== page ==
The key scientists are discovering is that by controlling blood sugar, and weight, it can balance the sufferers hormones which manage ovulation, thus increasing the chance of regular and healthy egg release.

So if you suspect, or know, PCOS is impacting on your ability to conceive, here are 5 methods to help balance your hormones.


1. Low GI foods

One of the toughest things about Polycystic Ovary Syndrome is staying at a healthy weight. The effect PCOS has on insulin, and bodily hormones, means that if you have this condition your body is more adept at putting on weight.

It is thought that this is why the PCOS gene has been so prevalent, particularly in developing countries. During times of famine, women with PCOS would have been able to eat less but still stay at a healthy weight, making them more desirable to reproduce with.

Now however, in a world where most countries have abundance, this is leading to higher rates of obesity.

This definitely does not mean starving yourself if you have PCOS. In fact, this could potentially work against you as your body tries to grab hold of every calorie you consume.

Instead working on keeping your blood sugars balanced, will help maintain insulin and hormone levels in your body.

The best way to do this is by following a low Glycemic Index (GI) diet. What this means is high fiber, minimally processed foods, and lots of healthy fats.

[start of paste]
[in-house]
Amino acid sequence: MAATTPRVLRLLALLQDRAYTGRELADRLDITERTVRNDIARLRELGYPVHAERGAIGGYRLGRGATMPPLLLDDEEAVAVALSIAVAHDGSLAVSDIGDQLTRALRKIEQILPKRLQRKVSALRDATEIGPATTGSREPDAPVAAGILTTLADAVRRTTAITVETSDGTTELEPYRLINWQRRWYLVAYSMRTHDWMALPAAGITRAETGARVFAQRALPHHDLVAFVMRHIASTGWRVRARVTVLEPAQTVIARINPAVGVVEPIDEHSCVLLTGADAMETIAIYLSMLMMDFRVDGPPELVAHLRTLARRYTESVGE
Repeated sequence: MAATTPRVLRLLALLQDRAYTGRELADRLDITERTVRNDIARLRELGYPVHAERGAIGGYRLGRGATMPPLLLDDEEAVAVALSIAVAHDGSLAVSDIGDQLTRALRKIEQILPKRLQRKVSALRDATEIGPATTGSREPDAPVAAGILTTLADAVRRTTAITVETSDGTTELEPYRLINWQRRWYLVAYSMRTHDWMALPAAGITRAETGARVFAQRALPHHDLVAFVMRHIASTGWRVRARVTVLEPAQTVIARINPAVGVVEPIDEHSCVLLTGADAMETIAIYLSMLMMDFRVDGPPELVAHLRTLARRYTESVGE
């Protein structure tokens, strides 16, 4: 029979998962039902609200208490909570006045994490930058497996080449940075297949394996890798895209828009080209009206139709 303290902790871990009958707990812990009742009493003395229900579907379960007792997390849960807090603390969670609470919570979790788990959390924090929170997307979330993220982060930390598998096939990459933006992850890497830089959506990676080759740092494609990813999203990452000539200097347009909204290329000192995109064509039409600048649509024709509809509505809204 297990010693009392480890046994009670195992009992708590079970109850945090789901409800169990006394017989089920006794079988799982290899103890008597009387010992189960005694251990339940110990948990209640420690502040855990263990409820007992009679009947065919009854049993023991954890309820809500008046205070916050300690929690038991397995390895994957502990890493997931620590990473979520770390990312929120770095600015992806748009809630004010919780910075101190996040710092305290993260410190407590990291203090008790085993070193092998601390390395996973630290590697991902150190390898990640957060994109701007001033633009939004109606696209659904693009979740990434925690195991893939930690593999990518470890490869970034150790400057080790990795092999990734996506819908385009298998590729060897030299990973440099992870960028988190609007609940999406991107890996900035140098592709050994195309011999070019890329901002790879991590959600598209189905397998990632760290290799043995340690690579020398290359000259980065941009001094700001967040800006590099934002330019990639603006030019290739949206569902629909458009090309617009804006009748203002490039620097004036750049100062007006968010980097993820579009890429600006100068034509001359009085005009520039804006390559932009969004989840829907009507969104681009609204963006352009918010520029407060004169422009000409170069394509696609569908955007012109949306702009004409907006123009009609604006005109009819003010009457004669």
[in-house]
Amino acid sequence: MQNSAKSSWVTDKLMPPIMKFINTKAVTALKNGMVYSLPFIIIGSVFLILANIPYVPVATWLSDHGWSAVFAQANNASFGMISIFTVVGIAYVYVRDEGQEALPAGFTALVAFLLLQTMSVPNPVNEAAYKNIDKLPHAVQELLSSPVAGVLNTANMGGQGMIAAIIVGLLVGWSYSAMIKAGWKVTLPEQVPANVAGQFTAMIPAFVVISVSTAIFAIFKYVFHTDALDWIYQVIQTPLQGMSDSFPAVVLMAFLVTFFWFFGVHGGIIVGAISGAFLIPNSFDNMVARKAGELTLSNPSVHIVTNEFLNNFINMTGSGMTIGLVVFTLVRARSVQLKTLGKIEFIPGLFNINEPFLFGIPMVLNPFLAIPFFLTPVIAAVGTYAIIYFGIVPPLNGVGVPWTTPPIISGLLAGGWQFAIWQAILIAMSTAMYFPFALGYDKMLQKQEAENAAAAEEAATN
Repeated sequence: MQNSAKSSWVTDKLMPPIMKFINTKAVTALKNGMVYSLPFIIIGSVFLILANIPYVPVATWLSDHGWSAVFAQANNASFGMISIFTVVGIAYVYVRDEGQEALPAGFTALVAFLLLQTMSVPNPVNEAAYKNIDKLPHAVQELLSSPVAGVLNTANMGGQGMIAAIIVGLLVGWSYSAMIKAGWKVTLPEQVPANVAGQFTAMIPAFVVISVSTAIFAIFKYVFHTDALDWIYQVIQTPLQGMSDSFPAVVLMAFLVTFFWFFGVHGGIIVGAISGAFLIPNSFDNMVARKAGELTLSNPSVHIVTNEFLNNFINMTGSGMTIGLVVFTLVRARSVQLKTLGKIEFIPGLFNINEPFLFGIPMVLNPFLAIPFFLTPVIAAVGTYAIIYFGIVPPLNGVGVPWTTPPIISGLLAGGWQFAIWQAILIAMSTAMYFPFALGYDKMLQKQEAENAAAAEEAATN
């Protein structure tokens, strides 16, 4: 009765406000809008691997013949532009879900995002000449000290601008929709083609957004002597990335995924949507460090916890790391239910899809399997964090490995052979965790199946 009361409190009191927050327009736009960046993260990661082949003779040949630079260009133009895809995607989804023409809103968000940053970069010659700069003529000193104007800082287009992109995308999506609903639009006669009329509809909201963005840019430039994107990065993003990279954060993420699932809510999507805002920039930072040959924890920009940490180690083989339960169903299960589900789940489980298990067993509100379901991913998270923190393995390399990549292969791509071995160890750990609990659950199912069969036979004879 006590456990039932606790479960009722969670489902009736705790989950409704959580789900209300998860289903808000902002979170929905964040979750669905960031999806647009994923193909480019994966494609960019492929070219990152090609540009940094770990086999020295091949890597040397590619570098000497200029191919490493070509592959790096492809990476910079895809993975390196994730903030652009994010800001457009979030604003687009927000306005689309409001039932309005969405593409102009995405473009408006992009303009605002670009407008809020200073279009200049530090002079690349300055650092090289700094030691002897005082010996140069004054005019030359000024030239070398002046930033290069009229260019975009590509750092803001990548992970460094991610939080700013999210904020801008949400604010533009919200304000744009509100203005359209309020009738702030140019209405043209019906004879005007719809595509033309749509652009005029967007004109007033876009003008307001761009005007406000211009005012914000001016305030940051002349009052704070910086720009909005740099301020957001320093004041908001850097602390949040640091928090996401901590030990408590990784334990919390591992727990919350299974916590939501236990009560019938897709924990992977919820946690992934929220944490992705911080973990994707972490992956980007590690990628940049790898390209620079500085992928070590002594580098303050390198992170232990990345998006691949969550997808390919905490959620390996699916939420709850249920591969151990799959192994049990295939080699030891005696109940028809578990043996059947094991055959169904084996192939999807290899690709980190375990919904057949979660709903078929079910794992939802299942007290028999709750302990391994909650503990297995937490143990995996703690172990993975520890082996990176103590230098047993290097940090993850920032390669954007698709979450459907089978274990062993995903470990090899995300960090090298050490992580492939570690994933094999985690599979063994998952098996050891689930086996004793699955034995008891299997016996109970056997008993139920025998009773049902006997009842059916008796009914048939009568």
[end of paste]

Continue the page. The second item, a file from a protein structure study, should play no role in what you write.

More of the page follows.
2. Exercise

If you have PCOS make exercise your best friend. Exercise has been shown to aid in regular ovulation in 50% of fertility patients with PCOS. This is really quite incredible.

Again, just like with diet, the aim is not to go crazy. It isn’t about training for a marathon tomorrow. It is about keeping yourself active regularly.

This means getting out and exercising 4 – 6 times per week, at a moderate level. A good rule of thumb, is to exercise at a level where you can hold a short conversation of 1 – 2 sentences.

Great types of exercise include;

  • Brisk walking
  • Light jogging
  • Yoga
  • Pilates
  • Weights / strength exercises
  • Circuit classes
  • Dance


3. Decrease mental stress

Stress causes all sorts of havoc on our energy levels, weight, and hormones. However stressing-less is often easier said than done.